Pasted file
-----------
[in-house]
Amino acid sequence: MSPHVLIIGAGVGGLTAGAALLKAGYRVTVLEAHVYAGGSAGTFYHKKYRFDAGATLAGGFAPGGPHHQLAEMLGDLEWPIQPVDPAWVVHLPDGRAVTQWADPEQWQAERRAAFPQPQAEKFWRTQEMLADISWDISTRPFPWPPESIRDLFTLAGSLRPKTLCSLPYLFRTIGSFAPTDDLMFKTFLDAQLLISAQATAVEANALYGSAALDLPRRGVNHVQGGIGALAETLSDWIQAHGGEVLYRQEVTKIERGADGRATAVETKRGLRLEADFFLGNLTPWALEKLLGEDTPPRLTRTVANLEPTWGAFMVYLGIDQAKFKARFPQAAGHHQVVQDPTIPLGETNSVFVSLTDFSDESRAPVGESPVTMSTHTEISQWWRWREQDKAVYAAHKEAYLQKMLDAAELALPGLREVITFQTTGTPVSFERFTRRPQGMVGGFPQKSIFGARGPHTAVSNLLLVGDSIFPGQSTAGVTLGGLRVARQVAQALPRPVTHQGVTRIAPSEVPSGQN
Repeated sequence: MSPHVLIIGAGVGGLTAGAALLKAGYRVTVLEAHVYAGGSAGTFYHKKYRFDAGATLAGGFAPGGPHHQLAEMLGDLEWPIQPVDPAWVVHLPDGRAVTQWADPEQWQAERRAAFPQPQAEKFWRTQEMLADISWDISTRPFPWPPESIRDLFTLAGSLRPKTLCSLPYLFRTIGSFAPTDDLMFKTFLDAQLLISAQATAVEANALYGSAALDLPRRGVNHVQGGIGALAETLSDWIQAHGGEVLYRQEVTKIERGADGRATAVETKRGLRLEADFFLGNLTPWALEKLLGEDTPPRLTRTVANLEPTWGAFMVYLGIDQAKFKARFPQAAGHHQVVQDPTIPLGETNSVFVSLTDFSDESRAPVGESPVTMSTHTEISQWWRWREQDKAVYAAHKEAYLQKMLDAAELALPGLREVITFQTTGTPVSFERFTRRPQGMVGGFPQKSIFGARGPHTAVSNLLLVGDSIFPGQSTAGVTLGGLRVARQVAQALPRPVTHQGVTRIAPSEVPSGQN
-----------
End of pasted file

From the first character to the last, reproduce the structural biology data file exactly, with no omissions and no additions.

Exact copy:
[in-house]
Amino acid sequence: MSPHVLIIGAGVGGLTAGAALLKAGYRVTVLEAHVYAGGSAGTFYHKKYRFDAGATLAGGFAPGGPHHQLAEMLGDLEWPIQPVDPAWVVHLPDGRAVTQWADPEQWQAERRAAFPQPQAEKFWRTQEMLADISWDISTRPFPWPPESIRDLFTLAGSLRPKTLCSLPYLFRTIGSFAPTDDLMFKTFLDAQLLISAQATAVEANALYGSAALDLPRRGVNHVQGGIGALAETLSDWIQAHGGEVLYRQEVTKIERGADGRATAVETKRGLRLEADFFLGNLTPWALEKLLGEDTPPRLTRTVANLEPTWGAFMVYLGIDQAKFKARFPQAAGHHQVVQDPTIPLGETNSVFVSLTDFSDESRAPVGESPVTMSTHTEISQWWRWREQDKAVYAAHKEAYLQKMLDAAELALPGLREVITFQTTGTPVSFERFTRRPQGMVGGFPQKSIFGARGPHTAVSNLLLVGDSIFPGQSTAGVTLGGLRVARQVAQALPRPVTHQGVTRIAPSEVPSGQN
Repeated sequence: MSPHVLIIGAGVGGLTAGAALLKAGYRVTVLEAHVYAGGSAGTFYHKKYRFDAGATLAGGFAPGGPHHQLAEMLGDLEWPIQPVDPAWVVHLPDGRAVTQWADPEQWQAERRAAFPQPQAEKFWRTQEMLADISWDISTRPFPWPPESIRDLFTLAGSLRPKTLCSLPYLFRTIGSFAPTDDLMFKTFLDAQLLISAQATAVEANALYGSAALDLPRRGVNHVQGGIGALAETLSDWIQAHGGEVLYRQEVTKIERGADGRATAVETKRGLRLEADFFLGNLTPWALEKLLGEDTPPRLTRTVANLEPTWGAFMVYLGIDQAKFKARFPQAAGHHQVVQDPTIPLGETNSVFVSLTDFSDESRAPVGESPVTMSTHTEISQWWRWREQDKAVYAAHKEAYLQKMLDAAELALPGLREVITFQTTGTPVSFERFTRRPQGMVGGFPQKSIFGARGPHTAVSNLLLVGDSIFPGQSTAGVTLGGLRVARQVAQALPRPVTHQGVTRIAPSEVPSGQN